cartoon image of scorpion on frogs back
"Scorpion and the frog kurzon" by Kurzon is licensed under CC BY_SA 4.0 (via Wikipedia Commons)

Aesop shared a fable once about a scorpion and a frog. The scorpion asked a frog to ferry him across a pond. The frog was reluctant because he feared the scorpion’s sting. But the scorpion appealed to the frog’s intellect and pointed out that if he did sting the frog, the scorpion would surely drown as well. So, the frog agreed to the request. But, as expected, about halfway across the pond, the frog felt an awful pain and before they both died, asked the scorpion why. The scorpion replied that he really couldn’t help it saying, “it’s in my nature to sting.”

Why did the frog make that irrational decision, even though he knew better? Fables typically have a moral for us to learn, and this one is no different; make rational decisions. Unfortunately, we make irrational decisions all of the time, even if, in the animal kingdom, we are known as the rational ones.

As of this writing, about 50% of the U.S. population is vaccinated. Since it is estimated that between 70% and 90 % of the population will need to be vaccinated against the COVID-19 virus to reach herd immunity, we have a long way to go. But the vaccination rate overall has slowed significantly. We watched the vaccination rate begin to plateau in late June and early July, at about the same time that the more deadly Delta variant began to ravage the unvaccinated. Now, with new cases rising each day across the country, one wonders why anyone would put off getting the vaccine.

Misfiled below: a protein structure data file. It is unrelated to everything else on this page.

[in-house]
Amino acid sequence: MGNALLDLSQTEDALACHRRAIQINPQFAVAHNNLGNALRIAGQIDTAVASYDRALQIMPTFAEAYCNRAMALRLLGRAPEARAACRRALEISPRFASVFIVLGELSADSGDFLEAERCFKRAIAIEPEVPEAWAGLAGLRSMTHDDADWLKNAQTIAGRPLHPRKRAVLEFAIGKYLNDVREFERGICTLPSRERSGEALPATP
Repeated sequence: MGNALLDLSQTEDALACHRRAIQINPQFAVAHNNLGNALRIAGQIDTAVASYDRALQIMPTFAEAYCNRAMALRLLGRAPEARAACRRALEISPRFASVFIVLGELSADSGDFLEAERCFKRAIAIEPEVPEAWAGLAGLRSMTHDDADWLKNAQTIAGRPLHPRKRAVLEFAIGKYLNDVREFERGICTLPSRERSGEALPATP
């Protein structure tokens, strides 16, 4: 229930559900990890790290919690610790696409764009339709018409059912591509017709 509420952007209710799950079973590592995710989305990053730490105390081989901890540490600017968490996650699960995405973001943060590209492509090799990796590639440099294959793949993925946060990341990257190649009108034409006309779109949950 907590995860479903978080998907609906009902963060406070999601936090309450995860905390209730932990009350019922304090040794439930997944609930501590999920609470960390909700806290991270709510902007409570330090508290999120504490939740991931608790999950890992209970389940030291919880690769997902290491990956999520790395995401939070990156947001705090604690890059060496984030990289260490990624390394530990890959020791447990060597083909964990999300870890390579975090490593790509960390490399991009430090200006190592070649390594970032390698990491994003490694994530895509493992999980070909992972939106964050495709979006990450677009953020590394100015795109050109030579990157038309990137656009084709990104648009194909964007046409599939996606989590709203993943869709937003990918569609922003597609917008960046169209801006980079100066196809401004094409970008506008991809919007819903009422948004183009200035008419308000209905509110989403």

Explanations for this phenomenon abound; some believe that vaccine hesitancy is to blame. Early on in the rollout of the three major vaccines available in the U.S., many were “hesitant” because they wanted more information about the vaccines. Were the vaccines safe? If so, like most medications, they probably were not safe for everyone, so for whom were the vaccines not safe? Where would people go to get the vaccines? What costs would be involved? These are rational questions the population was asking; they may have been gathering facts to make rational decisions. Or were they?

Humans aren’t really known for our ability to be consistent when it comes to making rational decisions. Some of those same people get flu shots every fall and make sure their children receive needed vaccinations as infants and again prior to the start of school, still don’t want to take the COVID vaccine. All despite the fact approximately 99% of deaths in America due to COVID are found among those unvaccinated. It seems irrational not to avail oneself of this life-saving intervention.

Even some government officials — in those areas where the vaccination rate is low, and the spread of the variant is high — are growing more outspoken about their constituents’ health decisions. Senate minority leader, Mitch McConnell (R-KY), has reiterated in public that for those who can be vaccinated to do so. (His state, Kentucky, has a lower-than-average vaccination rate.) The Governor of Alabama, Kay Ivy, recently said that this is now an epidemic of the unvaccinated in her state, further stating that you just can’t teach “common sense.”

But alongside these pleas are plenty of name-calling, finger-pointing, and blaming — all of which may be smokescreens for the fact that we don’t really know how to message the vaccine’s appeal to remaining holdouts. We continue to assume that humans are consistent in making rational choices, and when we believe they have not done so, we have a tendency to throw up our hands. We think that stupid decisions are made by stupid people. The truth, however, is that we aren’t consistent in making rational choices; irrationality abounds, and it has nothing to do with stupid. The same people who buy lottery tickets also buy insurance. Why? Cognitive science and the felicific calculus of Jeremy Bentham may both give us a peek into why we make decisions as we do, whether they are rational ones or not.